Yuvraj Joshi is an Assistant Professor at the University of British Columbia Allard School of Law, where he teaches constitutional and transnational law and writes on issues of equality. He is also a Fellow of the Harvard Carr Center for Human Rights and a Faculty Affiliate at the UCLA Promise Institute for Human Rights.
Professor Joshi received his doctoral degree in law from the Yale Law School, where he was a SSHRC Doctoral Fellow. He holds an LLM from Yale University, an LLB from University College London, and a BA (Hons.) from the University of Toronto. His career experience includes extensive work in human rights research and advocacy, including for Human Rights Watch and Lambda Legal Defense & Education Fund. He practiced with Linklaters LLP in London, Amsterdam, and Frankfurt.
Joshi’s research is in the areas of constitutional and comparative law, racial equality law, gender and sexuality law, and critical perspectives on human rights. He has published his work in several US law reviews and elsewhere, and is a commentator in media including The Washington Post, Slate Magazine, and Teen Vogue. His latest article, Racial Justice and Peace, will appear in The Georgetown Law Journal in 2022.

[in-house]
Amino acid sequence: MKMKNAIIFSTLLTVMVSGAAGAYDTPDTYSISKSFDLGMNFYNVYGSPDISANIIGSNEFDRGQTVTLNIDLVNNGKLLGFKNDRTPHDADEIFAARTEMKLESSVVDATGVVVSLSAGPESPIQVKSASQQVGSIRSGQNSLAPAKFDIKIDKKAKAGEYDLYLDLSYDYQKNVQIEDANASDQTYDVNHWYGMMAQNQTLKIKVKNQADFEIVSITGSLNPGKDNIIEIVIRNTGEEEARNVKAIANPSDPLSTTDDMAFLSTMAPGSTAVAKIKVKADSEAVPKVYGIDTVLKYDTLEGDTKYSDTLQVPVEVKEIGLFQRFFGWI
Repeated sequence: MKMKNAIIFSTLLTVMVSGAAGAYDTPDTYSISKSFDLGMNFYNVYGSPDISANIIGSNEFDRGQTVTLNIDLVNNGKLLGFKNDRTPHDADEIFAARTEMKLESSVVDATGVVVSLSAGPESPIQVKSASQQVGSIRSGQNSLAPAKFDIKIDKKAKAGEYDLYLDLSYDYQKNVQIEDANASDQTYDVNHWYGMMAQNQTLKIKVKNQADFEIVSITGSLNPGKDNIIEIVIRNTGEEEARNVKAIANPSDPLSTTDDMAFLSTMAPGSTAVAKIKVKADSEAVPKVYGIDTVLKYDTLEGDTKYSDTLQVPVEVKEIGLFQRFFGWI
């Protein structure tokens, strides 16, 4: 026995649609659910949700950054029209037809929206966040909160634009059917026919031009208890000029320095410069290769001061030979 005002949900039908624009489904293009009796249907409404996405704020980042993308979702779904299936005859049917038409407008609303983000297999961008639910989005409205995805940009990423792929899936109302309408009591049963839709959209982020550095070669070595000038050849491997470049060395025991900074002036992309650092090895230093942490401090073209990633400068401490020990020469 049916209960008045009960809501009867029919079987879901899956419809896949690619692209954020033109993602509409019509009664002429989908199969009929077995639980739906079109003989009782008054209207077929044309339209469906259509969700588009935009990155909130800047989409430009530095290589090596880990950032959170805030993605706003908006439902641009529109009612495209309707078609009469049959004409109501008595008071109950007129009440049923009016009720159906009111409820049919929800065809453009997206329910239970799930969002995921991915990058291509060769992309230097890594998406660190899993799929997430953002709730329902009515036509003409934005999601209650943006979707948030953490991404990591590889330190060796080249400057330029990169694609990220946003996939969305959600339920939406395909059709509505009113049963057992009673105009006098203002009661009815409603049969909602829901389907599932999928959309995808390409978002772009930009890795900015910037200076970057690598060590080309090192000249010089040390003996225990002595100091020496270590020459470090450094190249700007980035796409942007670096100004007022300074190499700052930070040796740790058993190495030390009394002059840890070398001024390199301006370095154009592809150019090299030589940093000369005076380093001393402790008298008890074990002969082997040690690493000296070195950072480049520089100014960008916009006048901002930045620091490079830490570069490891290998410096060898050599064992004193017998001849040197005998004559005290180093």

Law 349: Topics in Constitutional Law (Law and Inequality)
Law 261: Transnational Law
Racial Justice and Peace, 110 Georgetown Law Journal (forthcoming 2022)
Racial Transition, 98 Washington University Law Review 1181 (2021)
Affirmative Action as Transitional Justice, 2020 Wisconsin Law Review 1 (2020)
Racial Indirection, 52 University of California Davis Law Review 2495 (2019)
“Being LGBTI” in International Development, in The Routledge Handbook of Development Ethics 310 (Jay Drydyk & Lori Keleher, eds., 2018)
Measuring Diversity, 116 Columbia Law Review Online 54 (2017)
Bakke to the Future: Affirmative Action after Fisher, 69 Stanford Law Review Online 17 (2016)
The Respectable Dignity of Obergefell v. Hodges, 6 California Law Review Circuit 117 (2015)
The Trouble with Inclusion, 21 Virginia Journal of Social Policy & Law 207 (2014)
Respectable Queerness, 43 Columbia Human Rights Law Review 415 (2012)
“I aim to contribute to our understanding of the law’s emancipatory potential and its place in broader social change.”